Esther Perel is fluent in English, and if you listen to her talk, you'll find her eloquent, but she makes a few non-idiomatic slips. In the paragraph above, she contrasts comfort with edge when she means edginess. Later on in the talk, in a passage you don't quote, she says "contract the gap", where "narrow the gap" would be more common.
In the passage you do quote, Ms Perel gives a list of contradictory qualities that she claims we have come to expect ("a given") in long-term relationships. Her thesis is that the contradictions drain the erotic energy from these relationships and that we think that
toys [i.e., sex toys] and lingerie are going to save us with that.
She's using with in the sense of concerning, which would be fine in a sentence like
toys and lingerie are going to involve us with that.
That must refer to the list of contradictions. It can't refer to toys and lingerie because that would take a reflective pronoun:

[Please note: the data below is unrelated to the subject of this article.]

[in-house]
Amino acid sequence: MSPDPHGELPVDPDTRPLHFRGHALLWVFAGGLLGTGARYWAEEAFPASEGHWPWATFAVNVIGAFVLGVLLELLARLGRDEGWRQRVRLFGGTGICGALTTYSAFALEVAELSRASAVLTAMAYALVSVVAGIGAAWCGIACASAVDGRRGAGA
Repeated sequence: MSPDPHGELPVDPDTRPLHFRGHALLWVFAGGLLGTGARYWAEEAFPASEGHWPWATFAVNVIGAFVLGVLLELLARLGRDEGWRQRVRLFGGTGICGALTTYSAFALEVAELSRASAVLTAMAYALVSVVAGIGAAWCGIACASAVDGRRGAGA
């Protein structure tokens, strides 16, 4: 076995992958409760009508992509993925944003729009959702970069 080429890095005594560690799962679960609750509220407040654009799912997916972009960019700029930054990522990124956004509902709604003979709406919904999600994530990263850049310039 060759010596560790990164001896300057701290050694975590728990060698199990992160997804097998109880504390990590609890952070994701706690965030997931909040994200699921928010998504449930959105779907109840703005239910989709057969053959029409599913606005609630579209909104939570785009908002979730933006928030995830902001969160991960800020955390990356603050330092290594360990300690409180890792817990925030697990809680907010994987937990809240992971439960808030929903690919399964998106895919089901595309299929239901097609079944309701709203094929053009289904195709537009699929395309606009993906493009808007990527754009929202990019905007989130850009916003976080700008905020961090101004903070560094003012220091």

toys and lingerie are going to involve us by themselves
But the verb to save licenses the preposition from to indicate the dangers avoided, so we'd expect
toys and lingerie are going to save us from [all] that.
The preposition with combined with to save has the meaning of agency, so we say
the victim of the crash could have been saved with a seatbelt.
(Synonymous with the substitution of the preposition by) But the toys and lingerie are the agents of salvation, so using with leaves the uncomfortable sense that they are the antecedent to that in the phrase with that. Of course, the context makes it clear that this cannot be what Ms Perel means.